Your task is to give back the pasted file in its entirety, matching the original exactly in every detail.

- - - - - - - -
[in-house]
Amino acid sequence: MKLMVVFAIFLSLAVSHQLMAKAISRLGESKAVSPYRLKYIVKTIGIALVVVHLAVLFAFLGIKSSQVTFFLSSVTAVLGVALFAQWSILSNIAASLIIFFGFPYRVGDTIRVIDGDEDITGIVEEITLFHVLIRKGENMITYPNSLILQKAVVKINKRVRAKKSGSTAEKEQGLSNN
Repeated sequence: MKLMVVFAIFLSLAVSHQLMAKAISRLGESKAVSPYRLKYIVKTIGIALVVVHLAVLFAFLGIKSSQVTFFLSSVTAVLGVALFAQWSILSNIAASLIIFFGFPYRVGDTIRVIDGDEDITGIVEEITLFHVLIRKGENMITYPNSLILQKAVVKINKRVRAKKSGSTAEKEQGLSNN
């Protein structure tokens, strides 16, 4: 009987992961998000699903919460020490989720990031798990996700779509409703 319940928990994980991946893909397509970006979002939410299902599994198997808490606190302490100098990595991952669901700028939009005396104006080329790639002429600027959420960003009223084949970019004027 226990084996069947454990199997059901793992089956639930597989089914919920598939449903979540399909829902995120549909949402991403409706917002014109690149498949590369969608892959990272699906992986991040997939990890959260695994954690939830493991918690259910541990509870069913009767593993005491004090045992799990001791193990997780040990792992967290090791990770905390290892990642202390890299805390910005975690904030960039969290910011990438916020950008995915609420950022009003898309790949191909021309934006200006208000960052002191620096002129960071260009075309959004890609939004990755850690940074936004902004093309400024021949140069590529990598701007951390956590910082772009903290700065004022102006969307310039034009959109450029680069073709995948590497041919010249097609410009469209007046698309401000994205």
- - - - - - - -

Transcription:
[in-house]
Amino acid sequence: MKLMVVFAIFLSLAVSHQLMAKAISRLGESKAVSPYRLKYIVKTIGIALVVVHLAVLFAFLGIKSSQVTFFLSSVTAVLGVALFAQWSILSNIAASLIIFFGFPYRVGDTIRVIDGDEDITGIVEEITLFHVLIRKGENMITYPNSLILQKAVVKINKRVRAKKSGSTAEKEQGLSNN
Repeated sequence: MKLMVVFAIFLSLAVSHQLMAKAISRLGESKAVSPYRLKYIVKTIGIALVVVHLAVLFAFLGIKSSQVTFFLSSVTAVLGVALFAQWSILSNIAASLIIFFGFPYRVGDTIRVIDGDEDITGIVEEITLFHVLIRKGENMITYPNSLILQKAVVKINKRVRAKKSGSTAEKEQGLSNN
């Protein structure tokens, strides 16, 4: 009987992961998000699903919460020490989720990031798990996700779509409703 319940928990994980991946893909397509970006979002939410299902599994198997808490606190302490100098990595991952669901700028939009005396104006080329790639002429600027959420960003009223084949970019004027 226990084996069947454990199997059901793992089956639930597989089914919920598939449903979540399909829902995120549909949402991403409706917002014109690149498949590369969608892959990272699906992986991040997939990890959260695994954690939830493991918690259910541990509870069913009767593993005491004090045992799990001791193990997780040990792992967290090791990770905390290892990642202390890299805390910005975690904030960039969290910011990438916020950008995915609420950022009003898309790949191909021309934006200006208000960052002191620096002129960071260009075309959004890609939004990755850690940074936004902004093309400024021949140069590529990598701007951390956590910082772009903290700065004022102006969307310039034009959109450029680069073709995948590497041919010249097609410009469209007046698309401000994205």